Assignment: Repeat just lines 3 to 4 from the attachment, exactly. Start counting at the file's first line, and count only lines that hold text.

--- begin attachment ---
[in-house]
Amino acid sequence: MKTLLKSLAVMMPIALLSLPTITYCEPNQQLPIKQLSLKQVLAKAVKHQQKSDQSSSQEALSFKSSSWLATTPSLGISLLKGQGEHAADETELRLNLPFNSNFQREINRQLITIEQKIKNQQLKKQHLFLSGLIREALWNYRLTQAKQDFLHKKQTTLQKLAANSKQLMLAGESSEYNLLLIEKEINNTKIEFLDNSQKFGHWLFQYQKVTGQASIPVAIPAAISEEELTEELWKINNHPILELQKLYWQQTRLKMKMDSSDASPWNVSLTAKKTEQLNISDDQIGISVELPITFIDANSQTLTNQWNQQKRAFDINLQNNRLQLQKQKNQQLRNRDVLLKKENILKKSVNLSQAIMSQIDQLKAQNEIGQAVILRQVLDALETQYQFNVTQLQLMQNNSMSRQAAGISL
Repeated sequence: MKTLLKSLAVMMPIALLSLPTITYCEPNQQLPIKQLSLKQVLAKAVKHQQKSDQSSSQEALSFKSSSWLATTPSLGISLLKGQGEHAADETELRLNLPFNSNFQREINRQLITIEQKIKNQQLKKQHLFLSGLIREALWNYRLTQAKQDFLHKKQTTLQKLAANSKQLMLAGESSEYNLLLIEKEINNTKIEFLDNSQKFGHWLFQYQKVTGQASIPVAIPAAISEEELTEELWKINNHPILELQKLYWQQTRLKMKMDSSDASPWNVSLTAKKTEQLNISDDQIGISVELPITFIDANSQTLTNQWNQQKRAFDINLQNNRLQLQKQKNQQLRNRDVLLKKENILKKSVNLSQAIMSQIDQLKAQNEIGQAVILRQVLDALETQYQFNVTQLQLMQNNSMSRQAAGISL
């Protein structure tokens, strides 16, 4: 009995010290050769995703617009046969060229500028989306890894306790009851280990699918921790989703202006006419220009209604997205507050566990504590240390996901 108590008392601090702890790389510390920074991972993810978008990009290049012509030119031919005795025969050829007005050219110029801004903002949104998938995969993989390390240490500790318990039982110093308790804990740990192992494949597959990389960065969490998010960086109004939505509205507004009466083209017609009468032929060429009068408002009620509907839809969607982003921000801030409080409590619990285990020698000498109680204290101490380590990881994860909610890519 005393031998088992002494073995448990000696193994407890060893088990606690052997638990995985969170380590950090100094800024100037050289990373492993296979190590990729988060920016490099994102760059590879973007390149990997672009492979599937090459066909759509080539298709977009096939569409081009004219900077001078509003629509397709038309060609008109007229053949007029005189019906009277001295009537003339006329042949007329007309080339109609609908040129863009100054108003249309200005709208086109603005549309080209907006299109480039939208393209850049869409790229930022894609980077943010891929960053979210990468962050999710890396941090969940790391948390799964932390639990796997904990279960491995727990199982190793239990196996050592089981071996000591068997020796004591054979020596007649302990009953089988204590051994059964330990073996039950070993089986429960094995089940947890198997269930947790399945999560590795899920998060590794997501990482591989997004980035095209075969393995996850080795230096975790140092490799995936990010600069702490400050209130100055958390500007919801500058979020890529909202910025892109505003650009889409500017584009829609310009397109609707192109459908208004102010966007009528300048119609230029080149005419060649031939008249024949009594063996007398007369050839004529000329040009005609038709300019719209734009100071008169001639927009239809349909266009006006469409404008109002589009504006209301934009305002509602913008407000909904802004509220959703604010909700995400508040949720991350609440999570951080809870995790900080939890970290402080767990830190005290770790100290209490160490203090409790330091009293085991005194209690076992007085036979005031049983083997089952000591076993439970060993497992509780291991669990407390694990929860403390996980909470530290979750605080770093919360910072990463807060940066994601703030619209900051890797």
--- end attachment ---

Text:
Repeated sequence: MKTLLKSLAVMMPIALLSLPTITYCEPNQQLPIKQLSLKQVLAKAVKHQQKSDQSSSQEALSFKSSSWLATTPSLGISLLKGQGEHAADETELRLNLPFNSNFQREINRQLITIEQKIKNQQLKKQHLFLSGLIREALWNYRLTQAKQDFLHKKQTTLQKLAANSKQLMLAGESSEYNLLLIEKEINNTKIEFLDNSQKFGHWLFQYQKVTGQASIPVAIPAAISEEELTEELWKINNHPILELQKLYWQQTRLKMKMDSSDASPWNVSLTAKKTEQLNISDDQIGISVELPITFIDANSQTLTNQWNQQKRAFDINLQNNRLQLQKQKNQQLRNRDVLLKKENILKKSVNLSQAIMSQIDQLKAQNEIGQAVILRQVLDALETQYQFNVTQLQLMQNNSMSRQAAGISL
């Protein structure tokens, strides 16, 4: 009995010290050769995703617009046969060229500028989306890894306790009851280990699918921790989703202006006419220009209604997205507050566990504590240390996901 108590008392601090702890790389510390920074991972993810978008990009290049012509030119031919005795025969050829007005050219110029801004903002949104998938995969993989390390240490500790318990039982110093308790804990740990192992494949597959990389960065969490998010960086109004939505509205507004009466083209017609009468032929060429009068408002009620509907839809969607982003921000801030409080409590619990285990020698000498109680204290101490380590990881994860909610890519 005393031998088992002494073995448990000696193994407890060893088990606690052997638990995985969170380590950090100094800024100037050289990373492993296979190590990729988060920016490099994102760059590879973007390149990997672009492979599937090459066909759509080539298709977009096939569409081009004219900077001078509003629509397709038309060609008109007229053949007029005189019906009277001295009537003339006329042949007329007309080339109609609908040129863009100054108003249309200005709208086109603005549309080209907006299109480039939208393209850049869409790229930022894609980077943010891929960053979210990468962050999710890396941090969940790391948390799964932390639990796997904990279960491995727990199982190793239990196996050592089981071996000591068997020796004591054979020596007649302990009953089988204590051994059964330990073996039950070993089986429960094995089940947890198997269930947790399945999560590795899920998060590794997501990482591989997004980035095209075969393995996850080795230096975790140092490799995936990010600069702490400050209130100055958390500007919801500058979020890529909202910025892109505003650009889409500017584009829609310009397109609707192109459908208004102010966007009528300048119609230029080149005419060649031939008249024949009594063996007398007369050839004529000329040009005609038709300019719209734009100071008169001639927009239809349909266009006006469409404008109002589009504006209301934009305002509602913008407000909904802004509220959703604010909700995400508040949720991350609440999570951080809870995790900080939890970290402080767990830190005290770790100290209490160490203090409790330091009293085991005194209690076992007085036979005031049983083997089952000591076993439970060993497992509780291991669990407390694990929860403390996980909470530290979750605080770093919360910072990463807060940066994601703030619209900051890797």